Dove Launches New CROWN UK Fund to Help End Hair Discrimination

Dove spearheads new initiatives in fight to end hair discrimination in the UK by bolstering the Dove Self-Esteem Project through the launch of the CROWN UK Fund

Dove strengthens its efforts to end hair discrimination in the UK, bolstering the Dove Self-Esteem Project to provide support to schools to tackle the issue and through the launch of a new CROWN UK Fund (Create a Respectful and Open World for Natural Hair) of £170,000 to help combat hair bias.

Despite race-based bias being made illegal under the UK Equalities Act in 2010, hair discrimination remains an issue:

  • 63% of Black adults have experienced hair discrimination as a result of wearing their hair naturally or in a protective style 
  • Over a third of Black adults have experienced discrimination to their hair at work and a quarter (25%) have been sent home from work for wearing their hair naturally
  • Children as young as 11 have experienced hair discrimination at school with over half (51%) having been sent home for wearing their hair naturally  

63% of Black adults have experienced hair discrimination as a result of wearing their hair naturally or in a protective style

To ensure that no-one experiences racism, discrimination or unfair consequences for choosing to wear their hair naturally at work or school, Dove has become the first brand to support the Halo Collective, led by The Advocacy Academy, to champion the Halo Code within the workplace and help to end hair discrimination for good. As part of this initiative, Unilever is supporting the new Halo Code to protect its employees from race-based hair bias. Dove (and Unilever) will also actively encourage its network of suppliers, retailers and organisations to adopt the new Halo Code to raise awareness of the issue and to help end the stigma in order to ensure no-one experiences prejudice as a result of their hair.

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Dove is also looking to help affect change in schools – where hair discrimination is a real problem, with children as young as 11 having experienced it. Sadly, more than half (51%) of those between 11 and 17 years old said they had been sent home from school for wearing their hair naturally. This has a big impact on children’s self-esteem, causing over half (52%) to change or alter the appearance of their hair in order to conform to what are considered ‘normal’ standards of beauty, while a further 58% of children have wished they had a different hair type.

To counter this, Dove developed a workshop via the Dove Self-Esteem Project to support teachers in discussions about hair discrimination, in an effort to bring an end to hair discrimination in schools. The programme, which has been developed in association with educators and experts, will provide guidance and downloadable resources for teachers looking to run workshops to educate children about this issue. The resources will be available from February 2021 with an aim to touch over 35,000 lives within one year.

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Academic, author and broadcaster, Emma Dabiri said “The issue of hair discrimination has always been important, yet as a form of racism, it is all too often overlooked. Following the Black Lives Matter movement, it is more important than ever to shine a light on this subtle form of discrimination that can be hidden under out-dated, and prejudiced, ideas of ‘professionalism’. I want to see an end to Black children being sent home from school for wearing their natural afro hair, I want to see that a Black person with braids would be deemed just as professional as the next person. I want to see an end to all hair discrimination.”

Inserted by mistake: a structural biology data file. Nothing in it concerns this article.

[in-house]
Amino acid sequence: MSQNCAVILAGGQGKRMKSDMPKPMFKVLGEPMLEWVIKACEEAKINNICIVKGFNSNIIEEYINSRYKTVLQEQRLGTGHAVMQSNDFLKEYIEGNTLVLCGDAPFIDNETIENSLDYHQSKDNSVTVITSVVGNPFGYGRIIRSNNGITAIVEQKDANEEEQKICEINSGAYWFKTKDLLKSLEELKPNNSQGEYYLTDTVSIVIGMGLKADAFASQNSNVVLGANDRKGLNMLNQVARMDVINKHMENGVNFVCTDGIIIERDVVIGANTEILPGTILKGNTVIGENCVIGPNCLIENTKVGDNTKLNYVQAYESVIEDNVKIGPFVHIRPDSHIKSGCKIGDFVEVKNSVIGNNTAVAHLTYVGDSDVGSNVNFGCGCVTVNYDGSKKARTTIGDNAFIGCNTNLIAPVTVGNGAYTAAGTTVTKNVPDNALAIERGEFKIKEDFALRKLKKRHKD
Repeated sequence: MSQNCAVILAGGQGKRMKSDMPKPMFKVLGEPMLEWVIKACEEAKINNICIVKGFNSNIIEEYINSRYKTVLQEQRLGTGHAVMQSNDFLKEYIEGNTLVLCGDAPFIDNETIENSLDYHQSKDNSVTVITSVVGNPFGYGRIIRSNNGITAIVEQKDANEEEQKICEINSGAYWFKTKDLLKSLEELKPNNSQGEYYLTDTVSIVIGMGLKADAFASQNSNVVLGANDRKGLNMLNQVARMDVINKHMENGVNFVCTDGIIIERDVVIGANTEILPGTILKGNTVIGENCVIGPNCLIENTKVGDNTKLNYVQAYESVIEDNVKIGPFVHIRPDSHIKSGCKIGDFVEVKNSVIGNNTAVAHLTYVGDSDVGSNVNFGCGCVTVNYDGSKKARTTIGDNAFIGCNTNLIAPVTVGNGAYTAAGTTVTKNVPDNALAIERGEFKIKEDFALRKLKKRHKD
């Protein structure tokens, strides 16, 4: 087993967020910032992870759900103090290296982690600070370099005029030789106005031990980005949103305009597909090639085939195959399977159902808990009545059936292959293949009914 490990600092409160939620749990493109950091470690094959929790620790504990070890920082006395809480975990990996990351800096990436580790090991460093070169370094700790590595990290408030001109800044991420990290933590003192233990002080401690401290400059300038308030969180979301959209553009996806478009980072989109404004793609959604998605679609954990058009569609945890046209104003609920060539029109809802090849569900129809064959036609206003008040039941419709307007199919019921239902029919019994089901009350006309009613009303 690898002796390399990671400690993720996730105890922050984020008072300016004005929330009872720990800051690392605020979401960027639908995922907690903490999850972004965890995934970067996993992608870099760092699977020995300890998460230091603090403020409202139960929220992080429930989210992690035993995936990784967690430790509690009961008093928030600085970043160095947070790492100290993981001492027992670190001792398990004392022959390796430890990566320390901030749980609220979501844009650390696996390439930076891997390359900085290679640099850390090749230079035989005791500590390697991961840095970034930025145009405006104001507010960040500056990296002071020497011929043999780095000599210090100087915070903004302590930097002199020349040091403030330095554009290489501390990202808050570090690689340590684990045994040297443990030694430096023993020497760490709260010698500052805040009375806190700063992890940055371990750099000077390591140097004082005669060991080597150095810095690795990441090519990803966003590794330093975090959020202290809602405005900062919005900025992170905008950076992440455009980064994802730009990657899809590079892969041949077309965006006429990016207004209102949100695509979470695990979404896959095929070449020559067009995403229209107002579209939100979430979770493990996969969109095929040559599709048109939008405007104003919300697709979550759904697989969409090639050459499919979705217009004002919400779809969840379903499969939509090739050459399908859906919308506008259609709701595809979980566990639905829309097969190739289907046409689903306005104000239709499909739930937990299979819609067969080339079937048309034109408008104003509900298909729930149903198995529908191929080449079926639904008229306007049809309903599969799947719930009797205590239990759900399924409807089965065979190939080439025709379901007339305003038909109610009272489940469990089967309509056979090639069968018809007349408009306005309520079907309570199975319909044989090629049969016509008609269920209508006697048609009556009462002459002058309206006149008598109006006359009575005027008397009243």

Firdaous El Honsali, global communications director at Dove said: “The initiatives we’re announcing today are a continuation of Dove’s longstanding efforts to contest harmful beauty standards. Dove is proud to be a co-founder of the CROWN Coalition and champion of the CROWN Act, which has passed in seven states across the US over the past year, as well as supporting the Channel 4 documentary, Hair Power: Me and My Afro which shed light on the huge impact that hair discrimination can have on real people. We believe that everyone should feel beautiful in their natural hair and are taking action to ensure that we end race-based hair bias and discrimination.”

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Building from her own experiences of hair discrimination Zina Alfa, founder of Ub Hair said: “Natural and protective hairstyles including afros, braids and locs are traditional ways to express our heritage and simply have our hair. It is because this is not understood that young children are subjected to being punished by teachers or bullied by peers. When we’re not attacked, we also experience people that see our hair, touch it, and grab it without permission – making us uncomfortable. It’s not OK for people to be targeted because of their hair.”

The Halo Collective commented: “We’re thrilled that Dove is one of the first supporters of our campaign to end hair discrimination in the UK and we welcome the changes and initiatives that the brand is supporting. It is our belief that it will take organisations and activists working together to shine a spotlight on the injustice of hair inequality and create real and lasting change.”

Emma Dabiri and Zina Alfa have both created petitions to make hair discrimination illegal under the UK Equalities Act – something that Dove fully supports and champions. To help drive change, please add your signature here:

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